January 9, 2019 feature
Distilled 3-D (D3D) networks for video action recognition
A team of researchers at Google, the University of Michigan and Princeton University have recently developed a new method for video action recognition. Video action recognition entails identifying particular actions performed in video footage, such as opening a door, closing a door, etc.
Researchers have been trying to teach computers to recognize human and non-human actions on video for years. Most state-of-the-art video action recognition tools employ an ensemble of two neural networks: the spatial stream and the temporal stream.
In these approaches, one neural network is trained to recognize actions in a stream of regular images based on appearance (i.e. the 'spatial stream') and the second network is trained to recognize actions in a stream of motion data (i.e. the 'temporal stream'). The results attained by these two networks are then combined to achieve video action recognition.
Although empirical results achieved using 'two-stream' approaches are great, these methods rely on two distinct networks, rather than a single one. The aim of the study carried out by the researchers at Google, the University of Michigan and Princeton was to investigate ways of improving this, in order to replace the two streams of most existing approaches with a single network that learns directly from the data.
In most recent studies, both spatial and temporal streams consist of 3-D convolutional neural networks (CNNs), which apply spatiotemporal filters to the video clip before attempting classification. Theoretically, these applied temporal filters should allow the spatial stream to learn motion representations, hence the temporal stream should be unnecessary.
In practice, however, the performance of video action recognition tools improves when an entirely separate temporal stream is included. This suggests that the spatial stream alone is unable to detect some of the signals captured by the temporal stream.
To examine this observation further, the researchers investigated whether the spatial stream of 3-D CNNs for video action recognition is indeed lacking motion representations. Subsequently, they demonstrated that these motion representations can be improved using distillation, a technique for compressing knowledge in an ensemble into a single model.
The researchers trained a 'teacher' network to recognize actions given the motion input. Then, they trained a second 'student' network, which is only fed the stream of regular images, with a dual objective: do well at the action recognition task and mimic the output of the teacher network. Essentially, the student network learns how to recognize based on both appearance and motion, better than the teacher and as well as the larger and more cumbersome two-stream models.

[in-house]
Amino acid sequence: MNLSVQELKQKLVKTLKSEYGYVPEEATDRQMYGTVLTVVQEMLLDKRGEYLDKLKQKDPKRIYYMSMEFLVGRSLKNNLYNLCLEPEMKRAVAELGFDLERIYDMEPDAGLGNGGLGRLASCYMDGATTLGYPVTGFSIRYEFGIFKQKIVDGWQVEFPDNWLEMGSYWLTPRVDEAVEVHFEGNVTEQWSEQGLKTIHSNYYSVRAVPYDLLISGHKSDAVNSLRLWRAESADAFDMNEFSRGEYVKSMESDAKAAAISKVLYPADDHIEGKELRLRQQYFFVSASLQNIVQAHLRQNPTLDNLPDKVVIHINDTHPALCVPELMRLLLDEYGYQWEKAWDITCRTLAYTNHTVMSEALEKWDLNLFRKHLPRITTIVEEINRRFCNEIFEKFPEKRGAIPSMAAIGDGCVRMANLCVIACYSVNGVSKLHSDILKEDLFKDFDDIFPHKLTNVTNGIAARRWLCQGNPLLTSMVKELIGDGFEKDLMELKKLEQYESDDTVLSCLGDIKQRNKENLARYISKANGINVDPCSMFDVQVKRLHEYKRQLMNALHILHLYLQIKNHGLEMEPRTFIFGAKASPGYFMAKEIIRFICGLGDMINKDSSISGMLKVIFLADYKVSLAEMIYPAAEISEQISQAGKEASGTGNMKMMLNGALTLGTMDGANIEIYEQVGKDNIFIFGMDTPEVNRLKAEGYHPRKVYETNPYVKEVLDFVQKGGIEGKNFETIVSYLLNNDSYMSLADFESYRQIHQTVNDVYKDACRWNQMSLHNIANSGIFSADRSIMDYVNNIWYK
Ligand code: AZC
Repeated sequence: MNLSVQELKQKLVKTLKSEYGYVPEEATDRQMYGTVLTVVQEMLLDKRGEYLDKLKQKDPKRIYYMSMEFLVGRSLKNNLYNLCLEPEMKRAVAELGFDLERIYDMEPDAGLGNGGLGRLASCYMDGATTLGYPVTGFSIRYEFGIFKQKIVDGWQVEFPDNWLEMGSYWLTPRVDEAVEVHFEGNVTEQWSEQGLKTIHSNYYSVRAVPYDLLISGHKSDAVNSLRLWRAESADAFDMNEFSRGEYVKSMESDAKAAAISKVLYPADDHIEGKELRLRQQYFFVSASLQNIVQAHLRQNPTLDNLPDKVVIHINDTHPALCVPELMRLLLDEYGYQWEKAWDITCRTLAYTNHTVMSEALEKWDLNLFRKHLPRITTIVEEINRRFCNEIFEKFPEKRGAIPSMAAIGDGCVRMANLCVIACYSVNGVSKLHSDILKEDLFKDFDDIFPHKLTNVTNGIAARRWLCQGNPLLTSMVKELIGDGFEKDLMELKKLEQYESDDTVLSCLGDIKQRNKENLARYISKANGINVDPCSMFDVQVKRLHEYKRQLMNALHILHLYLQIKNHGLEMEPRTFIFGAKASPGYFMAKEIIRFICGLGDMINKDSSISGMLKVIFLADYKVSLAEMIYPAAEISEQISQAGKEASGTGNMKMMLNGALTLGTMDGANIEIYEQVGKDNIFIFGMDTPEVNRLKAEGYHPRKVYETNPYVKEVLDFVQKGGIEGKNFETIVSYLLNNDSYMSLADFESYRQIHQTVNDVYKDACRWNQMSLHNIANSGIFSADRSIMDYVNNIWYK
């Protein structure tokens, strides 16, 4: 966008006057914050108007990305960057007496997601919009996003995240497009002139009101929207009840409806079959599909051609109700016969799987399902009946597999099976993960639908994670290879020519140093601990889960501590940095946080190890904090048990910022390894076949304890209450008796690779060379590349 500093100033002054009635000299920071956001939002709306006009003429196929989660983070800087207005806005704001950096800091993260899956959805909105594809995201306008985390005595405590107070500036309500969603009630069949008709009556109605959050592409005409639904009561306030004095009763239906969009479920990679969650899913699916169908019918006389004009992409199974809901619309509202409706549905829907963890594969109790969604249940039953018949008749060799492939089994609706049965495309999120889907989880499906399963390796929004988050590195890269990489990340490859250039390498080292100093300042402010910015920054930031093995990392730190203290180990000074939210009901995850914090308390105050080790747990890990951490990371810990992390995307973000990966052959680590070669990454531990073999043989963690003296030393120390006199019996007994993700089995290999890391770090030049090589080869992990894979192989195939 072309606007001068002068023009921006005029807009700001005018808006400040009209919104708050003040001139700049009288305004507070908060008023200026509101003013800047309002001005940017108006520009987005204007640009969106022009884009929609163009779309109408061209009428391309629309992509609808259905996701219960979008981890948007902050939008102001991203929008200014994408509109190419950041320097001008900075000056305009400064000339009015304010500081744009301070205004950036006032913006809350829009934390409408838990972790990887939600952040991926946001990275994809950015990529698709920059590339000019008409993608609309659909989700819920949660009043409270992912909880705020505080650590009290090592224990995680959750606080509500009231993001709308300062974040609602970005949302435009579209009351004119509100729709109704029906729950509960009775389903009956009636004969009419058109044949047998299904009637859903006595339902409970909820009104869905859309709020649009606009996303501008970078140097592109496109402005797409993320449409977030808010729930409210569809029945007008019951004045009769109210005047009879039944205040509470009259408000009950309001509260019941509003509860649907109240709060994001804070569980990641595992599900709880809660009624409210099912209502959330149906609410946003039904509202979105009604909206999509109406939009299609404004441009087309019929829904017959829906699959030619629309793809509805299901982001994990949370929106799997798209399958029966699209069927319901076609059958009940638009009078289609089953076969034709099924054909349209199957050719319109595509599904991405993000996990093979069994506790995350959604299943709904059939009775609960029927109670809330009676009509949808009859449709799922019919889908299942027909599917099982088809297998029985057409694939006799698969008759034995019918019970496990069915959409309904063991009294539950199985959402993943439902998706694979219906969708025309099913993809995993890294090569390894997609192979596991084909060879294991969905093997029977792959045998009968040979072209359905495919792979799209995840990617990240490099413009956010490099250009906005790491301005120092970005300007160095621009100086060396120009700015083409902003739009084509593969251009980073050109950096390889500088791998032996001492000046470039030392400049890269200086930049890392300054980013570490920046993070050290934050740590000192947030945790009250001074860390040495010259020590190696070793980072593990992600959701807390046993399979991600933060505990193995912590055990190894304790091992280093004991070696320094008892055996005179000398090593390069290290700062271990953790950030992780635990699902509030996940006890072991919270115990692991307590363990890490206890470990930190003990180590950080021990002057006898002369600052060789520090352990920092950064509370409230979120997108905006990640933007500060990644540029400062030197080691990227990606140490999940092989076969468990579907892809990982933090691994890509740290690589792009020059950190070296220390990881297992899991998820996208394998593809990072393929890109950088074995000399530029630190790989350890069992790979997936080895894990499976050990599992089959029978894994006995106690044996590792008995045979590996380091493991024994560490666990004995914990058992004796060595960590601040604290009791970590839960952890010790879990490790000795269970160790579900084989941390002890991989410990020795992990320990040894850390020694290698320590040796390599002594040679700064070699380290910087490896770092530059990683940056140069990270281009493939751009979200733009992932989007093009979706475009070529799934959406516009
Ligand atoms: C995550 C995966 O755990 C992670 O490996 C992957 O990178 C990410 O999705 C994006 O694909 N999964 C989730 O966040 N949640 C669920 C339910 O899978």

Recently, a number of studies also tested an alternative approach for video action recognition, which entails training a single network with two different objectives: performing well at the action recognition task and directly predicting the low-level motion signals (i.e. optical flow) in the video. The researchers found that their distillation method outperformed this approach. This suggests that it is less important for a network to effectively recognize the low-level optical flow in a video than it is to reproduce the high-level knowledge that the teacher network has learned about recognizing actions from motion.
The researchers proved that it is possible to train a single-stream neural network that performs as well as two-stream approaches. Their findings suggests that the performance of current state-of-the-art methods for video action recognition could be attained using approximately 1/3 the compute. This would make it easier to run these models on compute-constrained devices, such as smartphones, and at larger scales (e.g. to identify actions, such as 'slam dunks', in YouTube videos).
Overall, this recent study highlights some of the shortcomings of existing video action recognition methods, proposing a new approach that involves training a teacher and a student network. Future research, however, could try to attain state-of-the-art performance without the need for a teacher network, by feeding the training data directly to the student network.
Distilling the knowledge in a neural network. arXiv:1503.02531 [stat.ML]. arxiv.org/abs/1503.02531
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